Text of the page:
Here are some of the top headlines from back then:

  • Marc Faber warns the S&P is set to crash 50%
  • Today is the scariest day for investors in 17 years
  • Legends of finance have big bets on the stock market going down
  • Something just happened in the stock market that was a precursor to the 1987 crash
  • Why a lot of smart money is betting against stocks
  • RED ALERT—get ready for a ‘severe fall’ in the stock market
  • Investors see no letup to the market bloodbath
  • Crash guru warns the Dow could plunge to 14,800

All that fear-mongering because stocks were down 12.5%. And yet here we are, more than 65% higher than we were then.

Regardless of the crisis, the media is not above lobbing grenades into the foxhole if that’s what it takes to get attention. As someone whose career is spent in those foxholes, I find their zeal for catastrophism more than a little offensive.

I’m not telling you to “tune out the noise” because I don’t find that to be a particularly helpful piece of advice. It’s akin to saying “don’t be human.” But we should be mindful of what we consume and how it affects us.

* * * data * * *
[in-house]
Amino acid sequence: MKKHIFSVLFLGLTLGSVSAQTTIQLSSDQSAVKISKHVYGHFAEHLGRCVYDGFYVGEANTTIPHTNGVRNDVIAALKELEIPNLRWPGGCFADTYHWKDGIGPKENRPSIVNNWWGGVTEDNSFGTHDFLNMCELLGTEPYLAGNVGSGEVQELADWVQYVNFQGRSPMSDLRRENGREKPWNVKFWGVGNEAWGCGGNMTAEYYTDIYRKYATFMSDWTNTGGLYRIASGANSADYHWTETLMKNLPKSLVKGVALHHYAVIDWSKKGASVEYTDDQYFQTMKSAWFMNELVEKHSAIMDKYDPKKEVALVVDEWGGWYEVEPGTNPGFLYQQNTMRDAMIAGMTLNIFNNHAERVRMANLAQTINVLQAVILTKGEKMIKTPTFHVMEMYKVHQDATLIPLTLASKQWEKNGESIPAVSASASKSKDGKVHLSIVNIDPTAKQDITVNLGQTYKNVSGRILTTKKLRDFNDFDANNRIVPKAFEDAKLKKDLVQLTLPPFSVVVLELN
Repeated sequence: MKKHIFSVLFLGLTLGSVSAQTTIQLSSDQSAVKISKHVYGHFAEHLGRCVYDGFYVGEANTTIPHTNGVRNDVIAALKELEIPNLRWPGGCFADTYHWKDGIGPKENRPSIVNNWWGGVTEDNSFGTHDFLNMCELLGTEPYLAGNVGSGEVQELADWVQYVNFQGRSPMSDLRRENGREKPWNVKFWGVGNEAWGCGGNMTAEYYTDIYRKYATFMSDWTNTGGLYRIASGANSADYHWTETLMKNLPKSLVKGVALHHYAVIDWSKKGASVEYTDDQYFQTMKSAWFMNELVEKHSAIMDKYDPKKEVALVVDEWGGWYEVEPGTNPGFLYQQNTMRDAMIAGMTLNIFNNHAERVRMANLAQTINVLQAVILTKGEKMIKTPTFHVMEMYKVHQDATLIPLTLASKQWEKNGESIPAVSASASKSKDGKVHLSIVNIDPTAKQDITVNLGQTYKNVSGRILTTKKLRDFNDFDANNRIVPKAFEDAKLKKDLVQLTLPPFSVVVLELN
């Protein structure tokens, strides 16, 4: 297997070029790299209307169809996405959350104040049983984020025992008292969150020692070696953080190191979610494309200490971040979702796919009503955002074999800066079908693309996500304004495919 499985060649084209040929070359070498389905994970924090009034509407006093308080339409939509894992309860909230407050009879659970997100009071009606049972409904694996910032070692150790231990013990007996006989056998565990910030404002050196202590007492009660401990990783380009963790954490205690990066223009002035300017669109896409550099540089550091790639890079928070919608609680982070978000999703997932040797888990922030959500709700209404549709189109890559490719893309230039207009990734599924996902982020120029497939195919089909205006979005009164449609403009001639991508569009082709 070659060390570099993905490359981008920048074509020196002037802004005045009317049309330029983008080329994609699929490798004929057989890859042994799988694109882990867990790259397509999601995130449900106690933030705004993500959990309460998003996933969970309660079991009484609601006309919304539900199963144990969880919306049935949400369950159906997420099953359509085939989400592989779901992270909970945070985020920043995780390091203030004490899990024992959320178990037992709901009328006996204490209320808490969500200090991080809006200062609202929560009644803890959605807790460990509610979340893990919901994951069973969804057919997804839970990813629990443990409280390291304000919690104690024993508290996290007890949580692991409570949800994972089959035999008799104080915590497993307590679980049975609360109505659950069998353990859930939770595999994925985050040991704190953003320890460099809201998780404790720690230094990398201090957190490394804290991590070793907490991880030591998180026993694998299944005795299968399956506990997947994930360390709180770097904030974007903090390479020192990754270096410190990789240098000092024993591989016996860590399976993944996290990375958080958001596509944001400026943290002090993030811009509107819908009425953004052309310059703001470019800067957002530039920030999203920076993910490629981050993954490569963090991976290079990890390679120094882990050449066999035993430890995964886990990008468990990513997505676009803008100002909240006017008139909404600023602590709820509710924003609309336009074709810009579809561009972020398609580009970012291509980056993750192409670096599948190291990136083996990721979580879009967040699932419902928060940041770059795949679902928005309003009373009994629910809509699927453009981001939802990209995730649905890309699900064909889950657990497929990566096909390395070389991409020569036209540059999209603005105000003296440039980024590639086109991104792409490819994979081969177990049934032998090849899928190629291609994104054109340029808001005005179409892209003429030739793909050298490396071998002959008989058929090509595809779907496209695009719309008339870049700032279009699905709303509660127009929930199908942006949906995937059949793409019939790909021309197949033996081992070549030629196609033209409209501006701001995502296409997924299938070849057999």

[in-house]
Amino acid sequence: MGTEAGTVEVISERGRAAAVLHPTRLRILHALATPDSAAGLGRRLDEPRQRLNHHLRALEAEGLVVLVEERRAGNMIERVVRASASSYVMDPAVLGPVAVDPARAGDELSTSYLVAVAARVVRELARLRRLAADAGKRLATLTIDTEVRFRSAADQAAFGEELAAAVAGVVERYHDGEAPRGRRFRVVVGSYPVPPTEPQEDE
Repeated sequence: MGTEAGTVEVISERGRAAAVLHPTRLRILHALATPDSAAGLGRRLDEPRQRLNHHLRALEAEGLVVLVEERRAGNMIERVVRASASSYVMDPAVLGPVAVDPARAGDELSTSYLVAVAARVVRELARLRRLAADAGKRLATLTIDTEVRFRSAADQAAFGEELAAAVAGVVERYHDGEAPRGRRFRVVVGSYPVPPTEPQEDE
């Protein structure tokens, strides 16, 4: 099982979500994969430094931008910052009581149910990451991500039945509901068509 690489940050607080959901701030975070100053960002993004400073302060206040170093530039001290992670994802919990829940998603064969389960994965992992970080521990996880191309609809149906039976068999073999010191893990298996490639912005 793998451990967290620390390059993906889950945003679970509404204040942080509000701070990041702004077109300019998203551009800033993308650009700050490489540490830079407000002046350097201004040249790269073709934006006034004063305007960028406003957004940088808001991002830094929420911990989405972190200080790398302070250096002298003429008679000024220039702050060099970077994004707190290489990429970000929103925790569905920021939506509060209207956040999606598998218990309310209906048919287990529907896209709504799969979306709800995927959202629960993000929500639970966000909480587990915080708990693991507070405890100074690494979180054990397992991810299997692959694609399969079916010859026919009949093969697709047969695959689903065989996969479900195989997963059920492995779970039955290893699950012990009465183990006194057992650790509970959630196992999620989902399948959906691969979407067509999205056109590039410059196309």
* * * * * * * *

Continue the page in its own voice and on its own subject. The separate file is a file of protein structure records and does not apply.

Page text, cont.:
Nor am I saying that I know how or when this crisis will be resolved. Whatever you read about the virus or the markets, remember this: there are no facts about the future. It is inherently unknowable. That doesn’t mean we can’t do anything; we can rebalance, look for tax losses, and deploy excess cash. If you have cash on the sideline waiting to get invested, let us know.

In Conclusion…

We’ve said for months that we’re in the latter stages of the current economic cycle, which is why we repositioned portfolios last year to be somewhat more defensive without making an extreme market call (something we would never do).

We didn’t know that a coronavirus would be the catalyst for a selloff. Nobody did. There’s no mention of a virus in any year-end commentary that I’ve seen. However, I did provide the following:

Over the last two years, the same risks have been repeated over and over: interest rate hikes, a flattening yield curve, the impeachment, the trade war, and the election. And while people might be worried about these things, nobody should be surprised by them. Business owners and CEOs might be frustrated, but many have prepared as well as they can. Paying attention to known risks is smart, but we should acknowledge that what we can’t see, what we aren’t talking about, and what we aren’t prepared for will probably be more consequential than all the known risks combined. That’s how risk works.

Who knew it would play out so quickly? I followed the statement above with this:

The case for optimism is that we have always muddled through these types of events in the past and we’ll likely always muddle through. The global markets are incredibly adaptive, especially as they become freer and more transparent.

I still believe that.

If these emails are helpful or if you have a topic that you’d like us to address, please let me know by sending a quick note to

Have a good weekend!